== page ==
In saying this, Ginsberg partly blames himself for the death of his mother. This thought ties the first to the second part, which details a trip to the metal hospital and Allen taking his mother to New Jersey where she believes that the spies will not get to her. The second part of the poem is perhaps the hardest to interpret and certainly the longest. Ginsberg mentions the times of the”gray” depression. He does have a point by saying gray; which is a word that means bleak as opposed to great which is used more often in a positive sense. The name of Franklin Roosevelt is also mentioned- “invisible bugs and Jewish sickness breeze poisoned by Roosevelt”.

This alludes to either the poison of the atomic bomb or the poison of the Holocaust- that Roosevelt could have prevented. As his mother was ill, so was the society she lived in “silent polished desks in the great committee room..Crapp the gangster issuing orders from the john” As his mothers life was failing, so was the innocence of life. Corruption was taking over and poisoning America and Naomi Ginsberg. When Allen mentions his brother Eugene and how he becomes “Gentile like”, the tone is not one of respect or admiration. The Jewish culture was dying as young Jewish men dropped their identity, and so was Naomi Ginsberg.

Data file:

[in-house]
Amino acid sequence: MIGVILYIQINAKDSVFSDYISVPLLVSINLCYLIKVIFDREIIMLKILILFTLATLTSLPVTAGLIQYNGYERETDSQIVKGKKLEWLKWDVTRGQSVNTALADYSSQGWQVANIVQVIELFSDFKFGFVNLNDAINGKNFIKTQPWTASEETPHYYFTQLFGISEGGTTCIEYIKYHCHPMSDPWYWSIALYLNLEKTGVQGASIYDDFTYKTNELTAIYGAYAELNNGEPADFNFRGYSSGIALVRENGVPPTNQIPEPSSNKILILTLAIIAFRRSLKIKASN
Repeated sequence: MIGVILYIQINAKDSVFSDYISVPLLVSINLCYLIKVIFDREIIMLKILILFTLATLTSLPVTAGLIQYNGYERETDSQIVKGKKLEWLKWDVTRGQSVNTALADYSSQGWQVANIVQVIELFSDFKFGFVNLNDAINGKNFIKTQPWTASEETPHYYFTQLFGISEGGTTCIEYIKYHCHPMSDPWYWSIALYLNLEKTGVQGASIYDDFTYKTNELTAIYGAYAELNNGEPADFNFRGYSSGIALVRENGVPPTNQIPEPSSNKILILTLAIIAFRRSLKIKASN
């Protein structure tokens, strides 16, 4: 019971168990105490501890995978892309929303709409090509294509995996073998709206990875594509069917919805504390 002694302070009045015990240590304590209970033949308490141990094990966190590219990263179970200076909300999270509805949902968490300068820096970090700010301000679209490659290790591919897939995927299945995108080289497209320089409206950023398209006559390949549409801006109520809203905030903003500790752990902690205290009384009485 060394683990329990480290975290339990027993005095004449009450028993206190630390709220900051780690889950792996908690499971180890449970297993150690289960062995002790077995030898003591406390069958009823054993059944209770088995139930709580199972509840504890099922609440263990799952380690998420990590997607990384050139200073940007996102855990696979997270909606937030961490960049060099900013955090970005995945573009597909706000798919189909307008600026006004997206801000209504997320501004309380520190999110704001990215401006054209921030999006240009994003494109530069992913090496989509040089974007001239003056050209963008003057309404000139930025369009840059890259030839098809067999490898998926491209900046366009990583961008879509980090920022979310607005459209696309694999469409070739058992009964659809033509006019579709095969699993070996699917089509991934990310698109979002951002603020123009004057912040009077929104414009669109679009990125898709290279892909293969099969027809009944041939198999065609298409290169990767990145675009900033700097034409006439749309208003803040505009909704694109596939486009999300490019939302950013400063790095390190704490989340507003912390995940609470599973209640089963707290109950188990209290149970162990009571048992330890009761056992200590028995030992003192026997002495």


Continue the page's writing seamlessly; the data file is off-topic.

Whatever advice Naomi gave her son he did not follow. She tells him to “get married and dont take drugs” while he went out and did the opposite of both. The final line in this section is “the key is in the bars, in the sunlight in the window”. Outside the world is a delight, but you will never be able to experience it firsthand. You will always be on the inside looking out, but never be able to touch it. The third section is short and terse; it does what the first and second have already accomplished.

It is a more succinct summary of the life of Naomi Ginsberg. Not many examples of techniques exist in this part of the poem except that Naomis “universe” is one of “gray tables in long wards”. Although Ginsberg loved her, he does not outwardly express it, at least not in these words. Section four is written in a litany like format. It does sound like a Kaddish that Ginsberg may say in the memory of his mother.